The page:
Impossible Foods meat-free burger patties.
Courtesy of Impossible Foods

Impossible Foods has hired a chief science officer.

By Beth Kowitt
May 8, 2017

David Lipman has the meat business in his blood. Lipman, the director of the National Center for Biotechnology Information, is the son and grandson of butchers and cattle brokers. He worked for the family business, Lipman’s Kosher Market in Rochester, N.Y., starting at the age of 7.

Now he’s going full circle. Later this month, Lipman will join Impossible Foods—a startup making plant-based animal product alternatives—as its first chief science officer overseeing R&D and information technology.

Impossible Foods’ mission is in part trying to answer a problem Lipman experienced firsthand in the butcher shop growing up: “I always thought that process was incredibly wasteful,” he says. The startup’s first product, the Impossible Burger, uses about 75% less water, produces about 87% fewer greenhouse gases, and requires about 95% less land than conventional ground beef.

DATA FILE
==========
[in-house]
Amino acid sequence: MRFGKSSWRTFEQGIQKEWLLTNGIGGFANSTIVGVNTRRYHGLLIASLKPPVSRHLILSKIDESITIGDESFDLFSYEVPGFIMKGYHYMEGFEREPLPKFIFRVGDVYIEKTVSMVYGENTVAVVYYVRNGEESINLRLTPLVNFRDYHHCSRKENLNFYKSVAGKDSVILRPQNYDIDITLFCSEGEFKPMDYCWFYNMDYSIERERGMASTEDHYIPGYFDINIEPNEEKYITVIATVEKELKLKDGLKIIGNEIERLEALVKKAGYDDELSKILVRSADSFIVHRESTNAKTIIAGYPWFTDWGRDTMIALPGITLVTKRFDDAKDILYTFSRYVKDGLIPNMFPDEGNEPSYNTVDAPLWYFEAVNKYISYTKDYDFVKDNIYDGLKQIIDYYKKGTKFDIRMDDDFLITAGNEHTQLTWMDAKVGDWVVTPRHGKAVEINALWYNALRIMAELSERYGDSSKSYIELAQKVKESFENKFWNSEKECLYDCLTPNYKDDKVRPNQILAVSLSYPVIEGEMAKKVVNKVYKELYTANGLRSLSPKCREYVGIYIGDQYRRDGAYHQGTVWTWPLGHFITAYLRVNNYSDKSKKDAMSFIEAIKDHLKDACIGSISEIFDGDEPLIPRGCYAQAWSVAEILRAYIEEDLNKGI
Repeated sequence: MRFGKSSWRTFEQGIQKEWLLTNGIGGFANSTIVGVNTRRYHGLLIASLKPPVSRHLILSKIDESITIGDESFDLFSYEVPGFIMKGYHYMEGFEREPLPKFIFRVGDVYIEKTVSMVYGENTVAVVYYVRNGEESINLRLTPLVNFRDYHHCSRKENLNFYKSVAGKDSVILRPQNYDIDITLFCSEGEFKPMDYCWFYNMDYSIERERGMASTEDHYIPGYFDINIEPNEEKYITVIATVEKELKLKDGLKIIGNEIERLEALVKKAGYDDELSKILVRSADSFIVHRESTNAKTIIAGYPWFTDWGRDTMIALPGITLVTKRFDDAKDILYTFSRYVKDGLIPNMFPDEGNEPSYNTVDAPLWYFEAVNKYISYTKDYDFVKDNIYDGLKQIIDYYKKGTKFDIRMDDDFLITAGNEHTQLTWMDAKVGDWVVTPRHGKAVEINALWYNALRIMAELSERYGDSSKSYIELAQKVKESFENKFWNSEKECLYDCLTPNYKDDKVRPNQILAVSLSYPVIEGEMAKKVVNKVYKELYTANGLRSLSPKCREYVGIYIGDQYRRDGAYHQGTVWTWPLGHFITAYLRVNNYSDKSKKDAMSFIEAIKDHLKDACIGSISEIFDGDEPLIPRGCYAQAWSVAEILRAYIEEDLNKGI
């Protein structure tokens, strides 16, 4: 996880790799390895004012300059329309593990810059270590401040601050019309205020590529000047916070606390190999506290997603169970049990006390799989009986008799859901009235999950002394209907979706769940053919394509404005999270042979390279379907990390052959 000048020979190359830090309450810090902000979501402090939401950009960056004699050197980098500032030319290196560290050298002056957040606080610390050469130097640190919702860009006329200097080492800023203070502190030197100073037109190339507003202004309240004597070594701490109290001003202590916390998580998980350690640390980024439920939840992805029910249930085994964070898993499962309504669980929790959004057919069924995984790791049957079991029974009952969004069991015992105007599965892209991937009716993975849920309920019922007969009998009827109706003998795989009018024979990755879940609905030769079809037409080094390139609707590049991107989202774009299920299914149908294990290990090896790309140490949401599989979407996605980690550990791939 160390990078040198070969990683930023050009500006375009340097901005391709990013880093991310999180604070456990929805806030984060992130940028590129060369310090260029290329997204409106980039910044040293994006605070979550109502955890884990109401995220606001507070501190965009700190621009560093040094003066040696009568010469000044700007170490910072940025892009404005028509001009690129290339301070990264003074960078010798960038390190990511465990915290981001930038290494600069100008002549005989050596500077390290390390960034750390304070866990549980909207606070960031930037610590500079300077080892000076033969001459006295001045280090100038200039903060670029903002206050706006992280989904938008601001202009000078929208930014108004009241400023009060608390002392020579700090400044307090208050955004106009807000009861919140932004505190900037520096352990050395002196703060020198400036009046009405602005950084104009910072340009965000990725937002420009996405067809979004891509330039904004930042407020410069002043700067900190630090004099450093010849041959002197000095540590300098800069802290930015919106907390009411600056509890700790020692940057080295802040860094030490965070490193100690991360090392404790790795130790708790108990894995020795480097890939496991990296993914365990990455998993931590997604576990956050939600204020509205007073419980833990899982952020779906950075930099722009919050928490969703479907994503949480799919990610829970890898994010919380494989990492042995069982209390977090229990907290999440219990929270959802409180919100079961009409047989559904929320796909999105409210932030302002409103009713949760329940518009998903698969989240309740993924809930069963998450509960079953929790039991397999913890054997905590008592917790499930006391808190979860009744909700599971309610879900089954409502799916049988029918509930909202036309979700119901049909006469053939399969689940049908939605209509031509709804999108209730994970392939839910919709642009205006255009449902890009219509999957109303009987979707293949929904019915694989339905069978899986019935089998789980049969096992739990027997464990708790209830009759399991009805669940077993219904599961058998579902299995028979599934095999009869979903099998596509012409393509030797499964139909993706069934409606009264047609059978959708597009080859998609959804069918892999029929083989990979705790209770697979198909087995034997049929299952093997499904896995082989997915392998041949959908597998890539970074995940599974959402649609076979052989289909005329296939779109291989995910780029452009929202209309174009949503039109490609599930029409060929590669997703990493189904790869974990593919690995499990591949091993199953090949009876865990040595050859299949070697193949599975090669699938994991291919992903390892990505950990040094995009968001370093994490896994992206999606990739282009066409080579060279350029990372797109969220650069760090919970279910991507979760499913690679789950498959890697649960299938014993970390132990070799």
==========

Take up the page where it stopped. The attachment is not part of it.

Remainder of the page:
Lipman has known Impossible Foods founder Pat Brown for 20 years and been looped into his plans for the company for about a decade. “This is something I’ve been following,” he says. “The level of science they’re bringing to food, I’ve never seen anything like it.”

Impossible Foods’ move to hire Lipman signals the company’s commitment to food tech and science. Lipman has led the NCBI, which is part of the National Institutes of Health, since its inception almost 30 years ago. More than 4 million people, who download more than 100 Terabytes of data every day, use the NCBI’s databases that include GenBank for DNA sequences and PubMed for biomedical information.

Lipman, who is one of the most highly cited scientists in biomedical research has been involved in the food space through work with the Centers for Disease Control and Prevention, U.S. Food and Drug Agency, and the U.S. Department of Agriculture. He helped develop a system for speeding up the detection of foodborne illness through the genomic sequencing of pathogens.

“We have to solve really scientific problems, which is exactly what is going on at Impossible Foods,” he says, noting that the company is focusing on protein science, molecular work, and filtration.

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